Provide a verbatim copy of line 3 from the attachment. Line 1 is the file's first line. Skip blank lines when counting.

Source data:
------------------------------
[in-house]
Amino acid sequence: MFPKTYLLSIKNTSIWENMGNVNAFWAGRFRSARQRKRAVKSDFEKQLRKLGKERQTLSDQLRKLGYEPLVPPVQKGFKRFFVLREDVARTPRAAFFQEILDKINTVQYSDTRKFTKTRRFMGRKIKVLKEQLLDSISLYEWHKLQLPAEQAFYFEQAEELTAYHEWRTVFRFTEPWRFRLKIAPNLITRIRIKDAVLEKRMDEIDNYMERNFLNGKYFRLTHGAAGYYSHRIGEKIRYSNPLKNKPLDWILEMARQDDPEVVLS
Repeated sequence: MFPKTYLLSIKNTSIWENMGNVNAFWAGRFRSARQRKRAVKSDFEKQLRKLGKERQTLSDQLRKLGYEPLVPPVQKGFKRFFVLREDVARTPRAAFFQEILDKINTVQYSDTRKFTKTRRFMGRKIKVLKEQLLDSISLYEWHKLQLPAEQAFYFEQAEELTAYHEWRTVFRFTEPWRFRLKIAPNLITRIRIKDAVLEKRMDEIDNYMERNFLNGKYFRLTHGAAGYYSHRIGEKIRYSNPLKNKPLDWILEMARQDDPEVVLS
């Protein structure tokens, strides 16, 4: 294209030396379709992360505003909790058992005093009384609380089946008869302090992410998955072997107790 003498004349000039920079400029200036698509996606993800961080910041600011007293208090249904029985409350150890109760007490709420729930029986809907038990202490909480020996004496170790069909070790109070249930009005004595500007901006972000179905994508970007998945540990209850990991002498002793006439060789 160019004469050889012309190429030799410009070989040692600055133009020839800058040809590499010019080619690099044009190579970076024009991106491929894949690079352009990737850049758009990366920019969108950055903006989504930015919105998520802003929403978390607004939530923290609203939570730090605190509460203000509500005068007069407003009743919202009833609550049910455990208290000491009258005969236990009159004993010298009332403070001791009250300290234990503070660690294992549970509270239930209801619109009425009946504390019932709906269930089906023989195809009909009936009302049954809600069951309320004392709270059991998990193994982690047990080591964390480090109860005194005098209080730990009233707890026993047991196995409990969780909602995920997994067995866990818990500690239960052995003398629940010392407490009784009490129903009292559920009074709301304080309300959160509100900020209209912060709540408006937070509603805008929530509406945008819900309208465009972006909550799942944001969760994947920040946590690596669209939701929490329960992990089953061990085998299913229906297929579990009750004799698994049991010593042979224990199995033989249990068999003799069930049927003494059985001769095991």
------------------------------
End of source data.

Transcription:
Repeated sequence: MFPKTYLLSIKNTSIWENMGNVNAFWAGRFRSARQRKRAVKSDFEKQLRKLGKERQTLSDQLRKLGYEPLVPPVQKGFKRFFVLREDVARTPRAAFFQEILDKINTVQYSDTRKFTKTRRFMGRKIKVLKEQLLDSISLYEWHKLQLPAEQAFYFEQAEELTAYHEWRTVFRFTEPWRFRLKIAPNLITRIRIKDAVLEKRMDEIDNYMERNFLNGKYFRLTHGAAGYYSHRIGEKIRYSNPLKNKPLDWILEMARQDDPEVVLS